A group of local students got a chance to chat with a pair of special friends floating 250 miles above their heads on Tuesday.
In an online event organized by U.S. Rep. Chrissy Houlahan, students from Chester and Berks counties were able to have their questions answered by two astronauts on the International Space Station.
The students were eager to know what astronauts eat in space, whether they get homesick, how many years they need to train for space travel, what kind of research they are performing and much more.
NASA astronaut Megan McArthur and European Space Agency astronaut Thomas Pesquet seemed delighted to provide answers, happily explaining all the details about living in space.
Houlahan said she organized the event with the astronauts Tuesday because she has always been fascinated with the space program.
“When I was a little girl my role model was a woman named Sally Ride, the first American woman to go to space,” the congresswoman shared. “It’s so important to have people who inspire us and who we can look up to — literally.”
Houlahan said nearly 300 students from 20 schools submitted questions for the astronauts. Here are a few that were fielded by the astronauts.
What is the hardest thing about living in space?
— Violet from Immaculate Conception Academy in Union Township
Pesquet said life on the space station is actually pretty similar to life on Earth.
He said the technological advances that have been made to the station over the past several decades provides the crew with many of the comforts of home.
“I think the most difficult thing today is not the physical hardship but being away from your loved ones for such an extended period of time,” he said. “We spend six months at a time without being able to see our friends and families.
“But, then again, it’s pretty cool to live in space.”
What does a typical day look like in space?
— Clarissa from Octorara Elementary School in Atglen
McArthur said one of the coolest aspects of being an astronaut is that there is no such thing as a typical day.
“Every day you’re doing something different,” she said. “You could be doing almost anything. Some days you might be fixing the toilet and doing some biology experiments and the other days you might be finding some lost hardware or preparing a spacesuit for space walk.”
Why is it important to do research in space?
— Stephen from Barkley Elementary School in Phoenixville
Pesquet said it is important to do research in space because there are things that scientists can observe in space that they cannot observe on the ground.
“There are some phenomena that are masked by gravity on the planet and when you come here to the space station you are free from these affects,” he said, noting that scientists have studied things like how metals form alloys.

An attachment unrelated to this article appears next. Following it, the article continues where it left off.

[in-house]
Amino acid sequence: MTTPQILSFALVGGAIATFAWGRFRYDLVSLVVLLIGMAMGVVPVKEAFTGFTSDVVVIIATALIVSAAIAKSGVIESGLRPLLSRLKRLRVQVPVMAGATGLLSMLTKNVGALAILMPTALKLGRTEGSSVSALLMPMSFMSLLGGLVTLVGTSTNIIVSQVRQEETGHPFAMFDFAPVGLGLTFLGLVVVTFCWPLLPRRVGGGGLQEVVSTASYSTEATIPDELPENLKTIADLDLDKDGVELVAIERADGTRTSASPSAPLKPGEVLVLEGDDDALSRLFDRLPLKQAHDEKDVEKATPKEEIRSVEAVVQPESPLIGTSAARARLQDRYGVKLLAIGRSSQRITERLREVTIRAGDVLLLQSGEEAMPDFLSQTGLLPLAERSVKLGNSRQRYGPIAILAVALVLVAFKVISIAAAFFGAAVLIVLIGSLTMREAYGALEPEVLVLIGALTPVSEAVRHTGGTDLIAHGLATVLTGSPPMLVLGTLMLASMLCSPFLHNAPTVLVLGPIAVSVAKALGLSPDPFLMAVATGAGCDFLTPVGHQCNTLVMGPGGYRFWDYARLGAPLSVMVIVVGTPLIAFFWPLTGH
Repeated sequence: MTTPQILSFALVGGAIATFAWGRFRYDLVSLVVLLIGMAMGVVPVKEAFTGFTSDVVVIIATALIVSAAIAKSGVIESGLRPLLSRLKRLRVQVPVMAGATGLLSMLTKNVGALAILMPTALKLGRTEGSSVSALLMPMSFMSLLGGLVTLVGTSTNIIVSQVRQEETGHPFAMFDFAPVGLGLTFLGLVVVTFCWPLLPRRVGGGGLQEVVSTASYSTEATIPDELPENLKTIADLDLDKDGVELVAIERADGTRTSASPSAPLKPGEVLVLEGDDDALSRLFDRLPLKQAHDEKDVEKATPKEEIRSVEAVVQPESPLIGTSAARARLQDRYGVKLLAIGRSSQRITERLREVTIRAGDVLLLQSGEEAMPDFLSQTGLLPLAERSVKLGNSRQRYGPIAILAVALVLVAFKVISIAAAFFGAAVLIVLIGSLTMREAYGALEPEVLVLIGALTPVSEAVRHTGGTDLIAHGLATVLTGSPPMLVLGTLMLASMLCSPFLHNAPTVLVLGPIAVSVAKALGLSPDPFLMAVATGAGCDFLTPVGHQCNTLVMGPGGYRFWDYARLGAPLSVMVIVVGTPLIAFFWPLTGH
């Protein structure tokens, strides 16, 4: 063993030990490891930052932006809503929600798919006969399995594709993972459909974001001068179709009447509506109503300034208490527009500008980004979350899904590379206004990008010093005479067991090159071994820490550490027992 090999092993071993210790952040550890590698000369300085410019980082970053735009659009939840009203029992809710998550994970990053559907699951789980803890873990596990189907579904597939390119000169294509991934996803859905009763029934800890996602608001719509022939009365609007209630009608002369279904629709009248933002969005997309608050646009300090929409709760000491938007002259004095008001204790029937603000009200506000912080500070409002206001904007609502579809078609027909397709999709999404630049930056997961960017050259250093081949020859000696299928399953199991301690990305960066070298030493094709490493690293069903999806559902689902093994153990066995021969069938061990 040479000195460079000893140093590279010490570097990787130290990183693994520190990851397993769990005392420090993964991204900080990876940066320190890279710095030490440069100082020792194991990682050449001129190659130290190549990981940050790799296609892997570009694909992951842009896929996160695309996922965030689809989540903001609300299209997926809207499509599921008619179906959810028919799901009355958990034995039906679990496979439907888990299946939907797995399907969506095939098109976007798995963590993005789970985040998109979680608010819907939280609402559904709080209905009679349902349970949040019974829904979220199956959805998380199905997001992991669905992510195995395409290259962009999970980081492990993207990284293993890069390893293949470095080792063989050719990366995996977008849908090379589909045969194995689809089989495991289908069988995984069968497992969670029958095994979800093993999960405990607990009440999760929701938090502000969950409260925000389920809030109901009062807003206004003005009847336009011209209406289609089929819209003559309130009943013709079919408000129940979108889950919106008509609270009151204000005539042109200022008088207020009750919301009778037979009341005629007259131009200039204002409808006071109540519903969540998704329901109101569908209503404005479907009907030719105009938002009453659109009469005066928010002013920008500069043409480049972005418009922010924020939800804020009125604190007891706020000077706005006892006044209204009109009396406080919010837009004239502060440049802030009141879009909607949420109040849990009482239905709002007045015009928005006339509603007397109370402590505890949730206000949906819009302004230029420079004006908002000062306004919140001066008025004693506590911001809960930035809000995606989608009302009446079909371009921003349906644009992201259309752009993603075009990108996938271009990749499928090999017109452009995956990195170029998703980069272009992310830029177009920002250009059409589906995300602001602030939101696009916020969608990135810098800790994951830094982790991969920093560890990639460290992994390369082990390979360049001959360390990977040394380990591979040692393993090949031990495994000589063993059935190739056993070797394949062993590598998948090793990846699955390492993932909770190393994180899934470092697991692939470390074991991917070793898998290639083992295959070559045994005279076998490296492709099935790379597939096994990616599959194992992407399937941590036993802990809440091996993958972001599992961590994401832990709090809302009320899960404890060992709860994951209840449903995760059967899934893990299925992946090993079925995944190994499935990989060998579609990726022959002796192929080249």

What are some technologies that are currently in their infancy stage that you think will play a role in future space exploration?
— Michael from Delaware County Community College in Media
McArthur said researchers have been working on several experiments that have the potential to impact future space exploration as well as provide benefits for those back on Earth.
“One of the things we have working on a lot lately is water reclamation,” she said. “While the technology is not in its infancy, we are making sure that these systems work, are efficient and are easy to establish.”
How does the change in gravity affect your health?
— Josette from Immaculate Conception Academy in Union Township
Pesquet said the health of astronauts in space are affected in many different ways, explaining that he is exposed to more radiation from the sun, that there is a fluid shift inside his body and he will experience muscle and bone loss.
“We’re not made to live in space,” he said. “But the good thing is, thanks to the space station, we have been studying this for a long time now and have a good understanding of what it takes to have humans live safely in space for an extended period of time.”
What made you decide to become an astronaut?
— Kiran from the Montgomery School in Chester Springs
McArthur said she initially really liked the possibility of being a part of a mission that has this overwhelming goal of exploring the universe.
“And as a I learned more about being an astronaut I realized that you don’t have to be good at one thing, you have to figure out how to do a bunch of different things and the challenges can be different every single day,” she said. “That was appealing because I thought it would be interesting to learn so many different things and never know what was going to happen next.”
To watch the complete broadcast, visit facebook.com/RepChrissyHoulahan.
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